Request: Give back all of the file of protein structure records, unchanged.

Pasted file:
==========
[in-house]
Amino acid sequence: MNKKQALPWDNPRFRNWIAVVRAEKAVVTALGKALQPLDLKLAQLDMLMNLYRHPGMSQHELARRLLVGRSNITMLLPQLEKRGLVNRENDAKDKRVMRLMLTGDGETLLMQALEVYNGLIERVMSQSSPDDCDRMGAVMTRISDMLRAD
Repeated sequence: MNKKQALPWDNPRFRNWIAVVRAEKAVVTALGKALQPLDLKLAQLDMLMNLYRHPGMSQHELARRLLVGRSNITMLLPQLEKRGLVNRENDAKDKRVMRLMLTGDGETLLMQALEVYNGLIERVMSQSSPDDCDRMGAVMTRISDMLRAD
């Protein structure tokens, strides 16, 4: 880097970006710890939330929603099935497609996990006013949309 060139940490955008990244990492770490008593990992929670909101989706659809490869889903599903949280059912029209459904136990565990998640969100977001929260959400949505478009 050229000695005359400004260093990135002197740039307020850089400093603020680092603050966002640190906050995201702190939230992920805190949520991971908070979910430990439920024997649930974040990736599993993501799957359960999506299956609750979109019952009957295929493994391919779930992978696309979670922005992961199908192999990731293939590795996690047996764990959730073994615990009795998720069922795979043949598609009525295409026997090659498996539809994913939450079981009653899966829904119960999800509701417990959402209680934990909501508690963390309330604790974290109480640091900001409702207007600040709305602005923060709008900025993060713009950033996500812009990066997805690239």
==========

[in-house]
Amino acid sequence: MNKKQALPWDNPRFRNWIAVVRAEKAVVTALGKALQPLDLKLAQLDMLMNLYRHPGMSQHELARRLLVGRSNITMLLPQLEKRGLVNRENDAKDKRVMRLMLTGDGETLLMQALEVYNGLIERVMSQSSPDDCDRMGAVMTRISDMLRAD
Repeated sequence: MNKKQALPWDNPRFRNWIAVVRAEKAVVTALGKALQPLDLKLAQLDMLMNLYRHPGMSQHELARRLLVGRSNITMLLPQLEKRGLVNRENDAKDKRVMRLMLTGDGETLLMQALEVYNGLIERVMSQSSPDDCDRMGAVMTRISDMLRAD
């Protein structure tokens, strides 16, 4: 880097970006710890939330929603099935497609996990006013949309 060139940490955008990244990492770490008593990992929670909101989706659809490869889903599903949280059912029209459904136990565990998640969100977001929260959400949505478009 050229000695005359400004260093990135002197740039307020850089400093603020680092603050966002640190906050995201702190939230992920805190949520991971908070979910430990439920024997649930974040990736599993993501799957359960999506299956609750979109019952009957295929493994391919779930992978696309979670922005992961199908192999990731293939590795996690047996764990959730073994615990009795998720069922795979043949598609009525295409026997090659498996539809994913939450079981009653899966829904119960999800509701417990959402209680934990909501508690963390309330604790974290109480640091900001409702207007600040709305602005923060709008900025993060713009950033996500812009990066997805690239």